When I received the press release from the Lakehead Chapter of the Minnesota Finish American Historical Society (MFAHS) about their 41st annual gathering at the Duluth Holiday Inn for Pikkujoulu (“little Christmas”}, I asked my 100 percent Finnish-American mother if she would like to go with me.
She said yes, so I followed directions from the press release and made a phone call to order tickets. This was on the Monday before the Sunday, Dec. 4 event, which was also the deadline to buy tickets.
I spoke with a nice lady named Donna, who informed me that I could write a check and deliver it to her mother-in-law, Virginia, who lives in Hermantown.
That all went fine, and I called my mom when I got home to tell her I had paid for the tickets. When told her I had to drive to Hermantown to pay rather than paying at the door the day of, her response was, “Sounds like Finlanders.”
We arrived just as things were about to start at 12:30 pm in the Holiday Inn’s Great Lakes Ballroom, with everyone standing for the national anthems of Finland and the U.S.
The room was brimming with people. Approximately eight people were assigned to 26 round tables. We were assigned to table 25 which was already occupied by a youngish couple, a married couple and their adult daughter from St. Paul (this trio’s last name was Hill, which, surprising to me, was one of the most common names of event attendees – there were eight Hills there), and a woman named Linda who happened to be an acquaintance of my mom’s.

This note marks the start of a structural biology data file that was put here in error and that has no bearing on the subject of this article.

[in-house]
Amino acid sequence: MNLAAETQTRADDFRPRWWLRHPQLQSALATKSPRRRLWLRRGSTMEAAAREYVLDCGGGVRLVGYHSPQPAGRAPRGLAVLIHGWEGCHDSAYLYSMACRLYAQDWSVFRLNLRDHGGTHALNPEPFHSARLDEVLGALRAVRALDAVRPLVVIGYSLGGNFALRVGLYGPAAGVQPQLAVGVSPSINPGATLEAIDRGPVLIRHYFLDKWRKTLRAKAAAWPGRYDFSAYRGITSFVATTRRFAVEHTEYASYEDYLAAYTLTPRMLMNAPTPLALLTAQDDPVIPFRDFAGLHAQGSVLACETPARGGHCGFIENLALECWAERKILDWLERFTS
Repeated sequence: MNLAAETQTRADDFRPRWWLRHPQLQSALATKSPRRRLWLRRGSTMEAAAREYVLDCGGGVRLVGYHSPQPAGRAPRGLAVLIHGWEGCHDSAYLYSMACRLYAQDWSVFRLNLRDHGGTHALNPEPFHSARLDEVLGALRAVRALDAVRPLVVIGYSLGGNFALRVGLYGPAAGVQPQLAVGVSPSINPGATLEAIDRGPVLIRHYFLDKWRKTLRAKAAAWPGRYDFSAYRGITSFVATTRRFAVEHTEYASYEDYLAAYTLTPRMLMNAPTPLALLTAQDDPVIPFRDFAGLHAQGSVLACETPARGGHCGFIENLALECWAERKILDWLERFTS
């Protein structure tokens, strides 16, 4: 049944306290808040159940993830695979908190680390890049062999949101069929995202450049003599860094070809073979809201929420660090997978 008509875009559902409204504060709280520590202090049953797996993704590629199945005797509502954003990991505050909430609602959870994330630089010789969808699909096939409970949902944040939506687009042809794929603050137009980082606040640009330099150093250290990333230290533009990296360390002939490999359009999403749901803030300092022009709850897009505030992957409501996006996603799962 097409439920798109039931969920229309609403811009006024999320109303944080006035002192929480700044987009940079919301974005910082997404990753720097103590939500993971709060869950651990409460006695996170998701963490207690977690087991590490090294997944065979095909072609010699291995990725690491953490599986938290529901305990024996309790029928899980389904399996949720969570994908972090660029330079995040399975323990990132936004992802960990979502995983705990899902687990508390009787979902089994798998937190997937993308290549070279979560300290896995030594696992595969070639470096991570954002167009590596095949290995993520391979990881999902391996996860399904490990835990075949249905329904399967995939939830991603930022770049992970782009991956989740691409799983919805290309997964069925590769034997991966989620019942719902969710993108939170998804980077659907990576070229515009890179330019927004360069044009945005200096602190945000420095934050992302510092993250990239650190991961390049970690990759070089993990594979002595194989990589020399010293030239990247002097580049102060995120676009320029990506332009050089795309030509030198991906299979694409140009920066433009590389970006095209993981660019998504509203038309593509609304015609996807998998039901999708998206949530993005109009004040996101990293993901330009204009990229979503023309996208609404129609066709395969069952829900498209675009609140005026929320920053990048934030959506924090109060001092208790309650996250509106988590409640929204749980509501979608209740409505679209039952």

Then we heard a sort of report from James Johnson, honorary consul of Finland, headquartered in Virginia, Minn., who spoke about Finland’s advances in artificial intelligence.
Next was “dinner.” Or that was how it was listed on the program. For me it would be brunch. I’d had a pot of coffee for breakfast and that was it.
I couldn’t imagine what would be on the menu for this Finnish event, but I thought of the meat and potato meals of my Finnish grandparents, and, so, was not surprised to see we were having a couple slices of ham, meatballs, mashed potatoes and gravy, green beans and a very delicious and delicately spiced stuffing or dressing made with the traditional Finn root veg, the humble but tasty rutabaga.

As our desserts of finely sliced slabs of cake were being delivered, the Doty Family Trio took the stage for a beautiful performance of Finnish/Scandinavian folk tunes. Along with her masterful accordion playing, Jeanne Doty put the music into context for the listeners.
After a brief annual meeting of Lakeland Chapter MFAHS and door prizes (we didn’t win – I never do), there was a video tribute to the Jarvenpaa Singers, a Duluth-based group that sang in concerts throughout the region the past 30 years, but decided to pull the plug this year.
The event ended with everyone standing to sing a Finnish seasonal song and “Silent Night,” as well as “Song of Peace” and “Finalndia.”
Throughout the event, singing played a big role, and throughout you could hear people at tables singing along in both English and Finnish.
On our way home my mom mentioned that she had been thinking of changing back to her maiden name, Impola, and then surprised me by saying growing up in Duluth, she didn’t like being known as a Finn “because of all the jokes and people called them communists.”
That may be, but we both came away wanting to know more about Finland’s history.

(editor's note: Whenever I tried to upload one of the photos I took at the event, it loaded upside down. Couldn't figure out the problem, hence the flag, which looks the same either way.)